It seems like every year I get asked, "What are itemized tax deductions and can I use them?" Itemized tax deductions are expenses the government allows you to subtract from your income to determine your taxable income.

The alternative to itemizing tax deductions is using the government's standard tax deduction, which, for tax year 2013 is $6,100 for single taxpayers. That's more than many people can claim by itemizing; however, not everyone can claim the standard deduction. This is one of the areas where it pays to educate yourself so you don't end up paying the government more than you owe them. Read on to find out more.

What are itemized tax deductions?
Itemized tax deductions are eligible expenses the government allows you to deduct from your adjusted gross income (AGI) to arrive at your taxable income.

Itemized tax deductions include but are not limited to:

  • State and local taxes paid
  • Mortgage interest expenses
  • Charitable contributions
  • Medical and dental expenses above 7.5%-10% of your AGI, depending on your age
  • Unreimbursed job-related expenses and miscellaneous deductions totaling more than 2% of your AGI

If the alternative minimum tax applies to you, some of the itemized deductions that you claim may be reduced, particularly state and local income taxes, as well as medical expenses. You can read more from the IRS here.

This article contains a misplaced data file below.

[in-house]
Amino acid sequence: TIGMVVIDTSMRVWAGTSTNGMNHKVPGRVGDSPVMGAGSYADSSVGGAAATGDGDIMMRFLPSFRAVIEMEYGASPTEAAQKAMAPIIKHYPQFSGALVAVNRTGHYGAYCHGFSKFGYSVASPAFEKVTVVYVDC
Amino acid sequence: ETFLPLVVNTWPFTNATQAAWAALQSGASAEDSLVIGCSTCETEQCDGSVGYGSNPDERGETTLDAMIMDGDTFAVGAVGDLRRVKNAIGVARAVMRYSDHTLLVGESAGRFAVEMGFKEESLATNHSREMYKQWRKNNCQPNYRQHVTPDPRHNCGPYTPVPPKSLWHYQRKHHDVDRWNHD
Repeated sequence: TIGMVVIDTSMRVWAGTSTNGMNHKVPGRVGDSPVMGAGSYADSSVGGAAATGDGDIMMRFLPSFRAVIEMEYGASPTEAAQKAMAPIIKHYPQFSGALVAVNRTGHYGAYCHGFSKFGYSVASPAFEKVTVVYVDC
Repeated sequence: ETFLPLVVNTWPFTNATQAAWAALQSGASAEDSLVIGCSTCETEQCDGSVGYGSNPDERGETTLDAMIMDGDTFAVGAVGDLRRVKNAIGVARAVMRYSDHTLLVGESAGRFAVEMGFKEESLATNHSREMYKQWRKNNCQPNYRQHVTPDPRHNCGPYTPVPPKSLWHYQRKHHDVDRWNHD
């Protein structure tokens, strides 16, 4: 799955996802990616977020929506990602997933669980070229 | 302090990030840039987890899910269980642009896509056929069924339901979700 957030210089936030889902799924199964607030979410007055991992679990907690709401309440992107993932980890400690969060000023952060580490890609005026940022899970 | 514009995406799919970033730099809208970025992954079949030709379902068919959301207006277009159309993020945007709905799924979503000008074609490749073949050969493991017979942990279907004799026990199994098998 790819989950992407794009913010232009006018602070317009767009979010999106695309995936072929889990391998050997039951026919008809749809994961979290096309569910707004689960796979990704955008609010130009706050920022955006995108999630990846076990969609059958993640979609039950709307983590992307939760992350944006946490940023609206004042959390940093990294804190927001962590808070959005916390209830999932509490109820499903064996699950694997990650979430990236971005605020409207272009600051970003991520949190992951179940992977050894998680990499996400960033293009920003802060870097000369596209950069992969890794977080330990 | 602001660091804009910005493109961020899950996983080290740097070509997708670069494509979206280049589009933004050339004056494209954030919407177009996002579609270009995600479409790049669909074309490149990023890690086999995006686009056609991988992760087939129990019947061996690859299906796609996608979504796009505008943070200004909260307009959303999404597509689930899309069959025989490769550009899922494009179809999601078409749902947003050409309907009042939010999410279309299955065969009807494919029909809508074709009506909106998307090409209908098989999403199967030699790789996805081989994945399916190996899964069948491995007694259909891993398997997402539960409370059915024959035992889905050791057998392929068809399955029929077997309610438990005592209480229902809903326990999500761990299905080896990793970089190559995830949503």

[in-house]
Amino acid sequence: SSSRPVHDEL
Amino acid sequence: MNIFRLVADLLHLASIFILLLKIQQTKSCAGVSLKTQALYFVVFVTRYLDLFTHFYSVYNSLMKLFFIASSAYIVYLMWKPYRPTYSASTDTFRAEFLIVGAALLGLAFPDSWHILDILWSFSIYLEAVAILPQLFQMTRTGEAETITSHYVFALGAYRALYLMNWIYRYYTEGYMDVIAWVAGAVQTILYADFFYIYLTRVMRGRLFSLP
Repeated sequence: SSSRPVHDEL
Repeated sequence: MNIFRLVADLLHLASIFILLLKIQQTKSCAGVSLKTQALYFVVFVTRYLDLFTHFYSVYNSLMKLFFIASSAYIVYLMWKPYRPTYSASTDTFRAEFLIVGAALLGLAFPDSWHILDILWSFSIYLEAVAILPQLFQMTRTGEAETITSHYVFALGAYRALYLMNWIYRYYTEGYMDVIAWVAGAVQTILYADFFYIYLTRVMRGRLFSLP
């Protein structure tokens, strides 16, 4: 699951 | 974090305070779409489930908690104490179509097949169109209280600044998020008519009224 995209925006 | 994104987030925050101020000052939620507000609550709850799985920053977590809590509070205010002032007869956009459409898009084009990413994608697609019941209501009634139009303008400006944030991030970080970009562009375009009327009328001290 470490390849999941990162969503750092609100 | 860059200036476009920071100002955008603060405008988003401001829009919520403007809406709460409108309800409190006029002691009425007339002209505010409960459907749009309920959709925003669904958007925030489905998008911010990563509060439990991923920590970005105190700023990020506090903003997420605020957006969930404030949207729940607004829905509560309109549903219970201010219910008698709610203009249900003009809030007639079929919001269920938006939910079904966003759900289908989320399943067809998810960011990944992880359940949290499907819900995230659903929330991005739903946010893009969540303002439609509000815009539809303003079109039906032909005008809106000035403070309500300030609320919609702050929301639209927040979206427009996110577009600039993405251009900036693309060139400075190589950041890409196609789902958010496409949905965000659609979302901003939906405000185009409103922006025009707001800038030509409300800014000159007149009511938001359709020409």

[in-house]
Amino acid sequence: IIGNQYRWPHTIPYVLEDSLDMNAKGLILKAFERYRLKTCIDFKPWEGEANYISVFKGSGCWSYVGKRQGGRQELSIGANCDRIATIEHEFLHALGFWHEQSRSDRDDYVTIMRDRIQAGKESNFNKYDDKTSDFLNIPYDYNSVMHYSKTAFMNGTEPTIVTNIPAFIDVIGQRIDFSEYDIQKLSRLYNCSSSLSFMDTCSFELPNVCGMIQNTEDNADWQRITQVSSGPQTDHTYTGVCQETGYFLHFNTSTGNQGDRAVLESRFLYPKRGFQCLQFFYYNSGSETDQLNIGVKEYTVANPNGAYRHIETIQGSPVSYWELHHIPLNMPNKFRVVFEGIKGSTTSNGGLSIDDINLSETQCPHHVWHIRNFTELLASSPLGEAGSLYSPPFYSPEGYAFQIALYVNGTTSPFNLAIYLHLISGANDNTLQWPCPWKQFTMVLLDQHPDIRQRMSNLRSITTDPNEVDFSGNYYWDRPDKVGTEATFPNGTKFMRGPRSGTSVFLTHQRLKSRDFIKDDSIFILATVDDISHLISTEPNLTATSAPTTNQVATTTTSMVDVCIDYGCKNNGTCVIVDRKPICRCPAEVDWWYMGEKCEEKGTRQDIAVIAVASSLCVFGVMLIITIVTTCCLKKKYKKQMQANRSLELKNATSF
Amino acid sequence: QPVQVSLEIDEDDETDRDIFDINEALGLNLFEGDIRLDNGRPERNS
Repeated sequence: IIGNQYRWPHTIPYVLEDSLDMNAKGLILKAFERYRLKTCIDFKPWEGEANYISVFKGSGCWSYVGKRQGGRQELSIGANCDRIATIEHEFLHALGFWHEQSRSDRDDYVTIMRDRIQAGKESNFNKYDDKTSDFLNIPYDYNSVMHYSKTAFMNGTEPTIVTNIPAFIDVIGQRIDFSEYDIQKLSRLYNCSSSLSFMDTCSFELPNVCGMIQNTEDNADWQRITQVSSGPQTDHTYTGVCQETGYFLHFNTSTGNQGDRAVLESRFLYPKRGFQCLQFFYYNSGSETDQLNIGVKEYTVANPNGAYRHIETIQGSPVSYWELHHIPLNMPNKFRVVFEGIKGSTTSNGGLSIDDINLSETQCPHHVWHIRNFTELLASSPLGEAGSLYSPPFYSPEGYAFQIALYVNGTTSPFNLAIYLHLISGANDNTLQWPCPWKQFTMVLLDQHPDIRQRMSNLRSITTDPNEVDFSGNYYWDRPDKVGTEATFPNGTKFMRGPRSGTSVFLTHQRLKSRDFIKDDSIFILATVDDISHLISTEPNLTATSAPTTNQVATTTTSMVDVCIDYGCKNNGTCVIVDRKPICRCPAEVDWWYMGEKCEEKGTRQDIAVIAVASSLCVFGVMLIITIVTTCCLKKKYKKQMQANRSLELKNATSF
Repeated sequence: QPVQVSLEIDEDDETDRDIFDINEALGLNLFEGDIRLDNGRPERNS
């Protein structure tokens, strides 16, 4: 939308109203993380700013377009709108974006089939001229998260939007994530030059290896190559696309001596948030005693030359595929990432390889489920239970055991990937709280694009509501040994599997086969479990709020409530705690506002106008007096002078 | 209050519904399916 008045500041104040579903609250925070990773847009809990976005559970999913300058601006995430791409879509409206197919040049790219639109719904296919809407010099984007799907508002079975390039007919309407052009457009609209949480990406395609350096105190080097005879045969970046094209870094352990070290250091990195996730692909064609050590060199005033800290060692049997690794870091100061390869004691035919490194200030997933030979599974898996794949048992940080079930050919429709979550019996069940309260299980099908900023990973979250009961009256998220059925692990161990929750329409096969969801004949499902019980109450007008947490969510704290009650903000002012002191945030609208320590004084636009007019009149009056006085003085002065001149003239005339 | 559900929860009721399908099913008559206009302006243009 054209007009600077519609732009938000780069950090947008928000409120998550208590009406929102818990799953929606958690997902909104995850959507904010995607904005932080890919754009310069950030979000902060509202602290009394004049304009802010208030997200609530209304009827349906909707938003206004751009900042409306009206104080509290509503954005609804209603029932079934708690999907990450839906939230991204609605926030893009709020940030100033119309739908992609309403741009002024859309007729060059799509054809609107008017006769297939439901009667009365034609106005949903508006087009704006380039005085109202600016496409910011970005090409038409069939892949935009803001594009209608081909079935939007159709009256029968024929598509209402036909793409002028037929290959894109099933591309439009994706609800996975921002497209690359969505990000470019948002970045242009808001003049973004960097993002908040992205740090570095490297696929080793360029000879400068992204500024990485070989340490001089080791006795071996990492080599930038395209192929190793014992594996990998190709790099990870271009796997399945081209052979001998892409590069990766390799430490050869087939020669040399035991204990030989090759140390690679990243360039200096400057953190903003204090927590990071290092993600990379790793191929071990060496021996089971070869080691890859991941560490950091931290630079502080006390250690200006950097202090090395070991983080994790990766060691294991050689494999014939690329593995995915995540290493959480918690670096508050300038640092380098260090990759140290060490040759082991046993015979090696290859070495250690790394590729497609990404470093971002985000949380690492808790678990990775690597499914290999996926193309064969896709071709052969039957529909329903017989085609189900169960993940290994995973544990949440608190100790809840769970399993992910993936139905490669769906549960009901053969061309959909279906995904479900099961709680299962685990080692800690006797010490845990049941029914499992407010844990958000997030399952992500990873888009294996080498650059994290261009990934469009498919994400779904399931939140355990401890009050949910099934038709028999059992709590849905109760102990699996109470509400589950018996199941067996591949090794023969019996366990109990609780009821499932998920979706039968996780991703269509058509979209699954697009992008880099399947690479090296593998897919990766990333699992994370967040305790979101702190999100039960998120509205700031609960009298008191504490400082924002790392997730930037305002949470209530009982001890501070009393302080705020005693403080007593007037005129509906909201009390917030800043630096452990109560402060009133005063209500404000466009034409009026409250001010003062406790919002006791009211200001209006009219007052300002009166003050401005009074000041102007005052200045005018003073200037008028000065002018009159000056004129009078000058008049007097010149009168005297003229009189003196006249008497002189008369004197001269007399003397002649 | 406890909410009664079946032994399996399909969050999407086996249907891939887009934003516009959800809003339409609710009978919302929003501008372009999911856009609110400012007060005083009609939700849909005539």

Who must itemize deductions?
Most people can choose whether or not to itemize, but some people must itemize. This would apply to someone who is married and files as married filing separately, whose spouse itemizes deductions. The other main group who must itemize is people who are nonresident non-U.S. citizens, which the government calls alien, or a dual-status alien during the year. Dual-status alien means that your status changed between resident alien and non-resident alien during the year.

Limits on itemized deductions
For high income taxpayers, the IRS starts limiting the deductions that taxpayers can make after a certain level of income.

Taxpayer Status




Married filing jointly or qualifying widow(er)


Married filing separately


Head of household


Source: IRS.

If your income is above the threshold, then your total allowed itemized deduction is reduced by the lesser of either:

  • 3% of your income above the threshold
  • 80% of the total itemized deductions allowed

If you're a single taxpayer with an income of $300,000, and you have $10,000 in total itemized deductions:

  • 3% of your income above the threshold is 3% times $50,000 = $1,500
  • 80% of the total itemized deductions allowed is 80% times $10,000 = $8,000.

The lesser of the two is $1,500, so your total itemized deductions are reduced by that amount to $8,500.

Standard tax deduction
If you're not claiming itemized deductions, the government allows you to claim a fairly large standard deduction that varies based on your taxpayer status.

Taxpayer Status

Standard Deduction



Married filing jointly or qualifying widow(er)


Married filing separately


Head of household


Source: IRS

If you are single, and were born either before Jan. 2, 1949, or are blind, you get to add $1,500 to your standard deduction for each of those factors. For married or head of household, for each qualification you add $1,200 to your standard deduction. The calculation gets complicated for widow(er)s with dependent children. You can read more from the IRS here.

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